Substance abuse stigma takes center stage at community forum

A coalition aimed at tacking substance abuse and the stigmas it casts on the Arab American community kicked off on a powerful note on Tuesday, May 10.

A coalition aimed at tacking substance abuse and the stigmas it casts on the Arab American community kicked off on a powerful note on Tuesday, May 10.

SAFE (Safety, Addiction, Family, Education) held its first town hall meeting at HYPE Athletics, with the participation of health professionals, judicial officials, educators and hundreds of community members.
The coalition's executive board includes SAFE Executive Director Hassan Abdallah; HYPE CEO Ali Sayed; pharmacist Ghada Abdallah; Dr. Ali Dabaja, a physician at Beaumont Hospital and Zainab Jaafar-Chami, owner of a local pharmacy.
SAFE's executive board was among a guest of panelists that included Ed Jouney, a clinical instructor at the University of Michigan; 41st District Judge Linda Davis; 20th District Judge David Turfe; Darlene Owens, director of Substance Abuse Disorders and Youssef Mosallam, executive director of Student Achievement at Dearborn Schools.
Hassan Abdallah kicked off the forum by explaining why it's crucial to launch an initiative aimed at shedding light on substance abuse.
"We are far beyond needing to lose the life of a loved one to understand that we need to do something about this," he said. "We cannot continue to cry at funerals and say 'I wish I would have.' SAFE is about breaking the cultural barriers we have about this issue."
Drug abuse has been attributed as the root cause of a string of deaths that have occurred in the Arab American community over the last year. However, families still have difficulties addressing addiction because they fear social scrutiny.
Judge Davis shared a powerful story about her daughter's struggle with heroin and the strenuous steps it took for her to recover.
Davis said as a mother, she was ashamed to go public with her daughter's addiction.
"I was literally watching her die in front of me," Davis said. "I was totally helpless. I didn't know what to do. We sent her from one treatment center to another. None of them seemed to make a difference. She went from being a healthy teenage girl to an 80-pound skeleton whose eyes were hollow. She was unrecognizable to me."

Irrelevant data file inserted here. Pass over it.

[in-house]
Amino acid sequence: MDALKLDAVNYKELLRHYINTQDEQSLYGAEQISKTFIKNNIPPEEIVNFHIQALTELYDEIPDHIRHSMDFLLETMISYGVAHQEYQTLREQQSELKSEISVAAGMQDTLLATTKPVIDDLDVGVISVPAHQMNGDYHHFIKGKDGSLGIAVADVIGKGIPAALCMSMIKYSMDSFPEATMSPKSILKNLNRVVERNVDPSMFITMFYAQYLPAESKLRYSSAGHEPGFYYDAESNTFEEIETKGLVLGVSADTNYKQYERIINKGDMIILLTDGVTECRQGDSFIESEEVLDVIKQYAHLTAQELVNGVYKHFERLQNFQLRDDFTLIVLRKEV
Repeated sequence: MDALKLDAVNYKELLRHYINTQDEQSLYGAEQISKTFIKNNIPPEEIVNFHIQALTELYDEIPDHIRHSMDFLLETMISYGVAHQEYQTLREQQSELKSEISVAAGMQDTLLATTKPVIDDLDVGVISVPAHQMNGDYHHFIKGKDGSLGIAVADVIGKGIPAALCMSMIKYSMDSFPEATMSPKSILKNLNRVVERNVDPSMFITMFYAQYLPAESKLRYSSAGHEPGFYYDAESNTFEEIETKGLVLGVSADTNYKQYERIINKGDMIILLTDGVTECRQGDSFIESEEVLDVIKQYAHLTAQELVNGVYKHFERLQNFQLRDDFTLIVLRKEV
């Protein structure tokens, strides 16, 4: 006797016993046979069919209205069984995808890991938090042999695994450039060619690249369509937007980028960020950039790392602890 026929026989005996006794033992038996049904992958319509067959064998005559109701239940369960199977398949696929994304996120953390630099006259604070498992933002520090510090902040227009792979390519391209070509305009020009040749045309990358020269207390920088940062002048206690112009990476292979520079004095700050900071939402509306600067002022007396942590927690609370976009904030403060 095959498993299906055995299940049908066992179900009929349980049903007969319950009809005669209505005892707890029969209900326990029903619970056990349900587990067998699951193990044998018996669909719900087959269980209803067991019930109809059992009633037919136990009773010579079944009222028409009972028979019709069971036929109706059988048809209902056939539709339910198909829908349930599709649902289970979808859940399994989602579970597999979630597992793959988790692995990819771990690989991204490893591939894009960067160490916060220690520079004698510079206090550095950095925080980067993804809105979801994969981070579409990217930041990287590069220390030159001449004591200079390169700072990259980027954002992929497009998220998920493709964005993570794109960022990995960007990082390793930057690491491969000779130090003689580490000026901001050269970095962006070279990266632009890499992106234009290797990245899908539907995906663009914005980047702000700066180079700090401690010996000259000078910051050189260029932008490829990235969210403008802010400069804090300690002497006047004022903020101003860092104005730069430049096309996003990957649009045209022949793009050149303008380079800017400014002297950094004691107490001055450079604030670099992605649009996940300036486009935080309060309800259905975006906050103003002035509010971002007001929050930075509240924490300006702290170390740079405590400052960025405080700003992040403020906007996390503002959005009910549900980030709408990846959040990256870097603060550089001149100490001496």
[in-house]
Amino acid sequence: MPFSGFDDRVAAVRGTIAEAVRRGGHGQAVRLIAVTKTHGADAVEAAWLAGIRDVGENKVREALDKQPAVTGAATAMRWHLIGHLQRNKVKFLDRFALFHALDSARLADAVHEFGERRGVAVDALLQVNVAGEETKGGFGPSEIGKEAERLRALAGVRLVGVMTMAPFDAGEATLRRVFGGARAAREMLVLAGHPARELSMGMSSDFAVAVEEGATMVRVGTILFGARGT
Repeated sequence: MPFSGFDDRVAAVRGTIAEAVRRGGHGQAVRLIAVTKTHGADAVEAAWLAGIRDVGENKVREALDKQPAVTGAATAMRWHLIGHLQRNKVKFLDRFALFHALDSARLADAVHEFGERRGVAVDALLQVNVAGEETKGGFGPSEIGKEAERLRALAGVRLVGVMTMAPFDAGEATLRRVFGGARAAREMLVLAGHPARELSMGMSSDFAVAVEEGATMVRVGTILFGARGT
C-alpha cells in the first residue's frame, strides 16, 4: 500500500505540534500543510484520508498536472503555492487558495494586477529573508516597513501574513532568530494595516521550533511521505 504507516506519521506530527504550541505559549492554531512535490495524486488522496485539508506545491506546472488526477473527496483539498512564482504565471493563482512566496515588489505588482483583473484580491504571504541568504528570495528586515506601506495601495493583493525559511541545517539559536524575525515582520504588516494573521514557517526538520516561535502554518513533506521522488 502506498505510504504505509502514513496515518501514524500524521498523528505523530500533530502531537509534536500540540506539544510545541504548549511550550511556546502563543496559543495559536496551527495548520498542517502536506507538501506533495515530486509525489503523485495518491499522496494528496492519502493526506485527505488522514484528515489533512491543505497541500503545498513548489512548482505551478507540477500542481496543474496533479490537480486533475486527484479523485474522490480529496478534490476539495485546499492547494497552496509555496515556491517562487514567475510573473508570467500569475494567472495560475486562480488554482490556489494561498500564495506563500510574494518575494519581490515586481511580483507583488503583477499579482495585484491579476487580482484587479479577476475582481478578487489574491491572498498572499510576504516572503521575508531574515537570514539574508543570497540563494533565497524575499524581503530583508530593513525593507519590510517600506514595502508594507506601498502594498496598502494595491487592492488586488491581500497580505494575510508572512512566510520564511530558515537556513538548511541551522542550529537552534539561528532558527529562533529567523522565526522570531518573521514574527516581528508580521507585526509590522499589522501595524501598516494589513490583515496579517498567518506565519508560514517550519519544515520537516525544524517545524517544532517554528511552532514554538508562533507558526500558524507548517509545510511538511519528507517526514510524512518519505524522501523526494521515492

Davis told the crowd that when a family member is battling addiction, it impacts everyone in the household. She said she endured many months of sleepless nights worrying about her daughter.
Davis said it took her a while to work up the courage to go public with her daughter's struggle. However, she decided to do it in hopes of impacting other families who may be facing similar obstacles. Once she did so, she realized that it was a therapeutic avenue for her.
"I want you to understand what a serious family disease this is," Davis said. "I will tell you that this was the most embarrassing thing that has happened in my life. I still cringe when I have to stand up in front of a group of strangers and talk about this. We are afraid of being ostracized and no one would understand. As a result of that, kids are dying and families are crumbling right before our very eyes."
During the panel's Q&A session, Lobna Fakih, a local doctor and parent who was in the audience, said that students often are aware of peers who are drug abusers, but they choose not to report it to any authorities.
She cited her son's friend as an example. He died shortly after graduating high school last year and was a known drug addict. Yet none of his friends ever stepped in to prevent him from harming himself.
"I want to say something to the kids that are out here," Fakih said. "You know who the kids are that are taking drugs. Some of these kids who are not using drugs see it out there and they are still quiet. We really need to give them a source they can go to."